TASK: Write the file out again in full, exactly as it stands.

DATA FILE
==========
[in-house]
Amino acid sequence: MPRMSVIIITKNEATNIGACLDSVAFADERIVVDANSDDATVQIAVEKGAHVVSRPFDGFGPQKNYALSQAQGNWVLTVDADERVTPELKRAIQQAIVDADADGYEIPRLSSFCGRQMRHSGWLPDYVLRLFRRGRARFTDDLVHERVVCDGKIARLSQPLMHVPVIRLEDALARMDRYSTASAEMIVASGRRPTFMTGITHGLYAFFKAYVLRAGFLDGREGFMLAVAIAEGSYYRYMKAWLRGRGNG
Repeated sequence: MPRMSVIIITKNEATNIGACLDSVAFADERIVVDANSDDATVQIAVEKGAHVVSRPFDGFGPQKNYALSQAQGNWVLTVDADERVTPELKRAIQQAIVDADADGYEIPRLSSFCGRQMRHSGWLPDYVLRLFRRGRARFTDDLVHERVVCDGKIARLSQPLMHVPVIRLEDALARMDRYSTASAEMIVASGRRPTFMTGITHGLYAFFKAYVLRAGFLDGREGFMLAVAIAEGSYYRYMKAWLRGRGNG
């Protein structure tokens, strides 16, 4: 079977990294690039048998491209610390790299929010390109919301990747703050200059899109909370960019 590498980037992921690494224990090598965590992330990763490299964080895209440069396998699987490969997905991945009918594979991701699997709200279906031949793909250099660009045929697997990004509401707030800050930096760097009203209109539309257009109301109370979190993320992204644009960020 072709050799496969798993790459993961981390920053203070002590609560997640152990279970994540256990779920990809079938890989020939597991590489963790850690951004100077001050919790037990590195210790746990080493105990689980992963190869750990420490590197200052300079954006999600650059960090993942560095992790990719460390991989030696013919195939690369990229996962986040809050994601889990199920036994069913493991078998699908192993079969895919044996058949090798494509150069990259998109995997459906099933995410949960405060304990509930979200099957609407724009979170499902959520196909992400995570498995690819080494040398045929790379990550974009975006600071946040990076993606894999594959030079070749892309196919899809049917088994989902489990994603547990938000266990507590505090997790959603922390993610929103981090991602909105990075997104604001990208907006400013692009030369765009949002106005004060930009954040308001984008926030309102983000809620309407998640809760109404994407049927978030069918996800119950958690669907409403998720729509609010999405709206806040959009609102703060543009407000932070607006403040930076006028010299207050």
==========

[in-house]
Amino acid sequence: MPRMSVIIITKNEATNIGACLDSVAFADERIVVDANSDDATVQIAVEKGAHVVSRPFDGFGPQKNYALSQAQGNWVLTVDADERVTPELKRAIQQAIVDADADGYEIPRLSSFCGRQMRHSGWLPDYVLRLFRRGRARFTDDLVHERVVCDGKIARLSQPLMHVPVIRLEDALARMDRYSTASAEMIVASGRRPTFMTGITHGLYAFFKAYVLRAGFLDGREGFMLAVAIAEGSYYRYMKAWLRGRGNG
Repeated sequence: MPRMSVIIITKNEATNIGACLDSVAFADERIVVDANSDDATVQIAVEKGAHVVSRPFDGFGPQKNYALSQAQGNWVLTVDADERVTPELKRAIQQAIVDADADGYEIPRLSSFCGRQMRHSGWLPDYVLRLFRRGRARFTDDLVHERVVCDGKIARLSQPLMHVPVIRLEDALARMDRYSTASAEMIVASGRRPTFMTGITHGLYAFFKAYVLRAGFLDGREGFMLAVAIAEGSYYRYMKAWLRGRGNG
């Protein structure tokens, strides 16, 4: 079977990294690039048998491209610390790299929010390109919301990747703050200059899109909370960019 590498980037992921690494224990090598965590992330990763490299964080895209440069396998699987490969997905991945009918594979991701699997709200279906031949793909250099660009045929697997990004509401707030800050930096760097009203209109539309257009109301109370979190993320992204644009960020 072709050799496969798993790459993961981390920053203070002590609560997640152990279970994540256990779920990809079938890989020939597991590489963790850690951004100077001050919790037990590195210790746990080493105990689980992963190869750990420490590197200052300079954006999600650059960090993942560095992790990719460390991989030696013919195939690369990229996962986040809050994601889990199920036994069913493991078998699908192993079969895919044996058949090798494509150069990259998109995997459906099933995410949960405060304990509930979200099957609407724009979170499902959520196909992400995570498995690819080494040398045929790379990550974009975006600071946040990076993606894999594959030079070749892309196919899809049917088994989902489990994603547990938000266990507590505090997790959603922390993610929103981090991602909105990075997104604001990208907006400013692009030369765009949002106005004060930009954040308001984008926030309102983000809620309407998640809760109404994407049927978030069918996800119950958690669907409403998720729509609010999405709206806040959009609102703060543009407000932070607006403040930076006028010299207050």